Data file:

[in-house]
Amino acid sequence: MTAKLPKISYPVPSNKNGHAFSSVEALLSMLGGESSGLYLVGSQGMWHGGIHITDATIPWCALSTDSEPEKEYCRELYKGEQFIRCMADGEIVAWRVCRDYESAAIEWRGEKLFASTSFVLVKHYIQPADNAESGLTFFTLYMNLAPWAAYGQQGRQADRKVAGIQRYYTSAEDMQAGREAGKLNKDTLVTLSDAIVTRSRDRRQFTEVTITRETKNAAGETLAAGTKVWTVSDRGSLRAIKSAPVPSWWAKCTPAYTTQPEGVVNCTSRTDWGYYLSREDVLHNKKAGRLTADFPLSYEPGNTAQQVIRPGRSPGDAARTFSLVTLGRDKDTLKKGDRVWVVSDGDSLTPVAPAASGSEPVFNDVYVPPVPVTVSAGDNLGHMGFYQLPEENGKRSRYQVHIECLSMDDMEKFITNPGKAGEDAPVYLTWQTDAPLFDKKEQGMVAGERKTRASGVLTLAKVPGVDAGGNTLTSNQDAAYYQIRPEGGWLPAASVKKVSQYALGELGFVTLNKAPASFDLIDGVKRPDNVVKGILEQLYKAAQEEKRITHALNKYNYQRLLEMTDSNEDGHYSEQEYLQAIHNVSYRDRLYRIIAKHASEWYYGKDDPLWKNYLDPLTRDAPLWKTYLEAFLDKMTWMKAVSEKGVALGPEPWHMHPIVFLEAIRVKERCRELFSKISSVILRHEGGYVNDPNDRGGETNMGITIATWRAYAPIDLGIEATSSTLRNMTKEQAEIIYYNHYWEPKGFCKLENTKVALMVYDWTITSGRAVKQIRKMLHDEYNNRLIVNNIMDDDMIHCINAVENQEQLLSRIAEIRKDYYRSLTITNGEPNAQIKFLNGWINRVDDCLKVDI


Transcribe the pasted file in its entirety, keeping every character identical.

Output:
[in-house]
Amino acid sequence: MTAKLPKISYPVPSNKNGHAFSSVEALLSMLGGESSGLYLVGSQGMWHGGIHITDATIPWCALSTDSEPEKEYCRELYKGEQFIRCMADGEIVAWRVCRDYESAAIEWRGEKLFASTSFVLVKHYIQPADNAESGLTFFTLYMNLAPWAAYGQQGRQADRKVAGIQRYYTSAEDMQAGREAGKLNKDTLVTLSDAIVTRSRDRRQFTEVTITRETKNAAGETLAAGTKVWTVSDRGSLRAIKSAPVPSWWAKCTPAYTTQPEGVVNCTSRTDWGYYLSREDVLHNKKAGRLTADFPLSYEPGNTAQQVIRPGRSPGDAARTFSLVTLGRDKDTLKKGDRVWVVSDGDSLTPVAPAASGSEPVFNDVYVPPVPVTVSAGDNLGHMGFYQLPEENGKRSRYQVHIECLSMDDMEKFITNPGKAGEDAPVYLTWQTDAPLFDKKEQGMVAGERKTRASGVLTLAKVPGVDAGGNTLTSNQDAAYYQIRPEGGWLPAASVKKVSQYALGELGFVTLNKAPASFDLIDGVKRPDNVVKGILEQLYKAAQEEKRITHALNKYNYQRLLEMTDSNEDGHYSEQEYLQAIHNVSYRDRLYRIIAKHASEWYYGKDDPLWKNYLDPLTRDAPLWKTYLEAFLDKMTWMKAVSEKGVALGPEPWHMHPIVFLEAIRVKERCRELFSKISSVILRHEGGYVNDPNDRGGETNMGITIATWRAYAPIDLGIEATSSTLRNMTKEQAEIIYYNHYWEPKGFCKLENTKVALMVYDWTITSGRAVKQIRKMLHDEYNNRLIVNNIMDDDMIHCINAVENQEQLLSRIAEIRKDYYRSLTITNGEPNAQIKFLNGWINRVDDCLKVDI